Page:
Since the early days of cinema, Native American actors have been given only a very specific spot in the limelight, often portrayed half-heartedly or as extras for a battle scene. Throughout the 30s and 40s and into the present day, Native Americans have advocated for their accurate portrayal.
Here we contextualize the Native American actor in today’s Hollywood film industry and the controversy that continues to surround their employment.
Discrimination in the Film Industry
Prior to the filming of Stagecoach, the War Paint Club of 1926 was created in response to Hollywood’s discrimination toward Native American actors. Fed up with the status quo and the casting of non-Native actors in Native roles, the members of the War Paint Club urged directors to portray a more authentic version of Native Americans and to provide them with equal opportunity.
A few years later, as the United States experienced the Great Depression, a shutdown in Hollywood essentially left many Native American actors out of work. The economic conditions of the time negatively impacted reservations, which were poverty stricken. The Indian Actors Association was formed in response to these unfortunate circumstances so that Native American actors could come together in solidarity to find employment.
Popularity in Film Today: A Mixed Response
There is reportedly a leaked discriminative attitude among social circles in Hollywood and popular Native American actors, such as Adam Beach, have begun to defiantly put their foot down. Most recently Beach, who was nominated for a Golden Globe for his role in Bury My Heart at Wounded Knee, is using his platform as one of very few Native American actors to be recognized with such a high distinction in order to attempt to affect change in the industry. He wrote an open letter to Hollywood advocating on behalf of these actors, and in his written proposal he emphasized the casting of non-Natives in Native roles as an important contributor to the erasure of existing Native communities.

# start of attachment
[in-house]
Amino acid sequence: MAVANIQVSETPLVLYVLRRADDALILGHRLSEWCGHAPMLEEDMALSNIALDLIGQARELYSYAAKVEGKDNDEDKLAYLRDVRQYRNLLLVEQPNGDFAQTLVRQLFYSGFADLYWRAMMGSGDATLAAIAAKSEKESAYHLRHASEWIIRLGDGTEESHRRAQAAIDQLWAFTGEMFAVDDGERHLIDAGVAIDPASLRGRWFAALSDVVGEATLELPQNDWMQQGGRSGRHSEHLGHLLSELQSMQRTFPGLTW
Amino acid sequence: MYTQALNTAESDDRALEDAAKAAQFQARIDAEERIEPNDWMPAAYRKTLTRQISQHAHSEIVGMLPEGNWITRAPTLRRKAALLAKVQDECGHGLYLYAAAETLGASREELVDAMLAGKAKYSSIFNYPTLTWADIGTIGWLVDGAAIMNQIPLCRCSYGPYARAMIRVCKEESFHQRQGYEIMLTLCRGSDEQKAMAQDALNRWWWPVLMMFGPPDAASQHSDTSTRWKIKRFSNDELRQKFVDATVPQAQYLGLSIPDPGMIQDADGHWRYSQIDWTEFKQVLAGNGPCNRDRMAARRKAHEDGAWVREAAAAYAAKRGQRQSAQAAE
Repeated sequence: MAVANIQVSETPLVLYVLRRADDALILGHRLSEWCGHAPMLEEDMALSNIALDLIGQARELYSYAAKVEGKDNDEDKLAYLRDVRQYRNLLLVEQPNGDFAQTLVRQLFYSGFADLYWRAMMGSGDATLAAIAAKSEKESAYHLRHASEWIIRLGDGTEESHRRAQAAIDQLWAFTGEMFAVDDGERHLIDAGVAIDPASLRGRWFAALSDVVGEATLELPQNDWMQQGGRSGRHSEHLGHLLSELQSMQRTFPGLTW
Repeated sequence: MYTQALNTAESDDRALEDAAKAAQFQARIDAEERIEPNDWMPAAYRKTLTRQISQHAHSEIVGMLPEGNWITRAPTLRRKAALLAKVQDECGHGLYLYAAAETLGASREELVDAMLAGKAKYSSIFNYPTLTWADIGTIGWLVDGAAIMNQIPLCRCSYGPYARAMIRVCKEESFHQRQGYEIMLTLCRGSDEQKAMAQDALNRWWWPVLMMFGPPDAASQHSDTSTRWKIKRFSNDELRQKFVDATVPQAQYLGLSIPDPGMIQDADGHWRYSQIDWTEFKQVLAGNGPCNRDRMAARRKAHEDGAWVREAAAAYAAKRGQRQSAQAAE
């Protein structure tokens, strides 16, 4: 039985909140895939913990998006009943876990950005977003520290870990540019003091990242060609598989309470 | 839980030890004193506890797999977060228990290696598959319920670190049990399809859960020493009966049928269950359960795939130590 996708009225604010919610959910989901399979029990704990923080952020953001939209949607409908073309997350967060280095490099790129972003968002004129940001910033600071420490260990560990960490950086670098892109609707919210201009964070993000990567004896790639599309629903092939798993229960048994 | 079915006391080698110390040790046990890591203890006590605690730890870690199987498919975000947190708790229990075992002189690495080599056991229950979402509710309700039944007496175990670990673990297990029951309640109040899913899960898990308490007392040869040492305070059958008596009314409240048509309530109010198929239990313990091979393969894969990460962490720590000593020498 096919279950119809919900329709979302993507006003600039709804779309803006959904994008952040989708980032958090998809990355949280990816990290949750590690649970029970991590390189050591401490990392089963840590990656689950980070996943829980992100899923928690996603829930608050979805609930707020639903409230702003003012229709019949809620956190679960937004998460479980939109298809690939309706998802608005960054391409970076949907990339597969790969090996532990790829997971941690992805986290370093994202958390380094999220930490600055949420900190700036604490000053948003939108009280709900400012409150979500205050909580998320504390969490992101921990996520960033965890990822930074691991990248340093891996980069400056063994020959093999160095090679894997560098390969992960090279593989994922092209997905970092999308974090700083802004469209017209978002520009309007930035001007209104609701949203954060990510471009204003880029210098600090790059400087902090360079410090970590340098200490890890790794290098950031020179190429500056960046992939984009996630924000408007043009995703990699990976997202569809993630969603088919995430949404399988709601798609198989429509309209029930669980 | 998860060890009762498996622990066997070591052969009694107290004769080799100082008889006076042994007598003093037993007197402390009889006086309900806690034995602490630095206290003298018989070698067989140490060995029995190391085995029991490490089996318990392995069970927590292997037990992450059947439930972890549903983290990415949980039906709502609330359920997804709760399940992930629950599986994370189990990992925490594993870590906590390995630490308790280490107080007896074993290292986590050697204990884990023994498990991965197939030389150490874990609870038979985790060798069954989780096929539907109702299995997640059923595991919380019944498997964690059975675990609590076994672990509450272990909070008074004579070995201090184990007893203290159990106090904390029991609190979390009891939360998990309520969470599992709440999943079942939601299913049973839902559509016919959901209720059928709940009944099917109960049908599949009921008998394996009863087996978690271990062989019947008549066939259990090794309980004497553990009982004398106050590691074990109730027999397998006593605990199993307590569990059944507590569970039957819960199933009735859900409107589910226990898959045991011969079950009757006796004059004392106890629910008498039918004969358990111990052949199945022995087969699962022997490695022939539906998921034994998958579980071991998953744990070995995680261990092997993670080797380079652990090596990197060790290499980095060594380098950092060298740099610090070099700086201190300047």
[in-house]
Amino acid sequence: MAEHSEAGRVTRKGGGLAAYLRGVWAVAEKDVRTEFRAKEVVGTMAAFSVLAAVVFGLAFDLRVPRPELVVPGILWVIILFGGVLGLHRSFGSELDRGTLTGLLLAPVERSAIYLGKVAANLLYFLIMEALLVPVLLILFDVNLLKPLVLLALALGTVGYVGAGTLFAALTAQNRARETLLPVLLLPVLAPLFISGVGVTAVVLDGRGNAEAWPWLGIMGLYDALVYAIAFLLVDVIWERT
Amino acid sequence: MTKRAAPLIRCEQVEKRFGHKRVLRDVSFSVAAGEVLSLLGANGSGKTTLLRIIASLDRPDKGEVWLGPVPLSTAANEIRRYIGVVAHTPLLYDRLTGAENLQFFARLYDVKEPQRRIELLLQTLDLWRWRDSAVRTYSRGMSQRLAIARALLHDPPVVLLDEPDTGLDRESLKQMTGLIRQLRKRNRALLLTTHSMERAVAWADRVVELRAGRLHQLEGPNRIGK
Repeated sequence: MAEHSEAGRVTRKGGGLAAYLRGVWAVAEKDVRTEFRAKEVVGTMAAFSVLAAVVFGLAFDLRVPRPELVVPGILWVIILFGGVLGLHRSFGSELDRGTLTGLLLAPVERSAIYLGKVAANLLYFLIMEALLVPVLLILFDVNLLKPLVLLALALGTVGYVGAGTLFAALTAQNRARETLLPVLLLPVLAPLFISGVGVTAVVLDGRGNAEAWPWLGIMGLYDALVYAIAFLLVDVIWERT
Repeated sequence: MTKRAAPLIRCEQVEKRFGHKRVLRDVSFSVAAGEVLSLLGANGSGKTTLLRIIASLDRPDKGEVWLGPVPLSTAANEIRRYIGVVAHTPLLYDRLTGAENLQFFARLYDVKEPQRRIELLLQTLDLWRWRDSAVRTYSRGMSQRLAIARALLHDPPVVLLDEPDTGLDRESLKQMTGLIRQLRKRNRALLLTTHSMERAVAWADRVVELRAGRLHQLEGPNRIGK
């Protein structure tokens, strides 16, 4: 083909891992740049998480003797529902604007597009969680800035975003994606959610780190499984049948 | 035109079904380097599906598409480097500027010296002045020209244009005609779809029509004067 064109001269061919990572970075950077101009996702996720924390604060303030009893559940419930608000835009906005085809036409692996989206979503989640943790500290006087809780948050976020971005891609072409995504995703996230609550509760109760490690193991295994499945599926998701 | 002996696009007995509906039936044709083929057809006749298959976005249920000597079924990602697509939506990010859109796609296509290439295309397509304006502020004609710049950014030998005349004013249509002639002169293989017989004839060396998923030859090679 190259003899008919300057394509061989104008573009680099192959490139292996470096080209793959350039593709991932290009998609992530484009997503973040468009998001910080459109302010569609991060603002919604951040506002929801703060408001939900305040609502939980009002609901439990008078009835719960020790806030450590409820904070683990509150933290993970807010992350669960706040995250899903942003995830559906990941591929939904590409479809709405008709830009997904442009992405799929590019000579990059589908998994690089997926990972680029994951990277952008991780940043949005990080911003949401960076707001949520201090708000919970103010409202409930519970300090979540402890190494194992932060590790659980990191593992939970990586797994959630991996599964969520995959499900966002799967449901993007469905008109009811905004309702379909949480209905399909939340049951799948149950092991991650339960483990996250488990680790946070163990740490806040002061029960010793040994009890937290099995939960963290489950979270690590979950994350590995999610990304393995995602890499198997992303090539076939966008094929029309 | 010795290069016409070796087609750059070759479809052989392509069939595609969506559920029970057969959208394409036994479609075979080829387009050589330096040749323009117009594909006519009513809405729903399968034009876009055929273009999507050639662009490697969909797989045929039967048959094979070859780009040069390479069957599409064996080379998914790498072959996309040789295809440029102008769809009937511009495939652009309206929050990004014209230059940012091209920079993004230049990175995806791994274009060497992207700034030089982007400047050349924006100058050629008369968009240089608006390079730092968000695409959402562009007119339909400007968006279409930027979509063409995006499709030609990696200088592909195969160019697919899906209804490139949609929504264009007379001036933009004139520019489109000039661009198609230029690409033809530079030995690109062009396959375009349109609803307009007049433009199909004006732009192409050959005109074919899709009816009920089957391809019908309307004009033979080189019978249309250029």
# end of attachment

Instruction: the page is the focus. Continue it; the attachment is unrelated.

Even with a lot more work to be done to re-direct the Native American narrative in Hollywood, there seems to be a mixed response among non-Native actors in regard to how important this endeavor truly is. That is why many in support of Native communities hold documentaries like Reel Injun in high regard. In this celebrated documentary, Cree filmmaker Neil Diamond traces the origins of these Native American stereotypes over a century of film by traveling across country the to interview some of the industry’s most influential Native American artists/performers, including soundtrack composer Robbie Robertson, Cherokee actor Wes Studi, and Smoke Signals star Chris Eyre.
Kachina House supports all Native American artists by making their art, and culture more accessible. We feature Zuni, Hopi, Cherokee, Santa Clara, Navajo art and more. Help us grow our network in learning more about these unique cultures!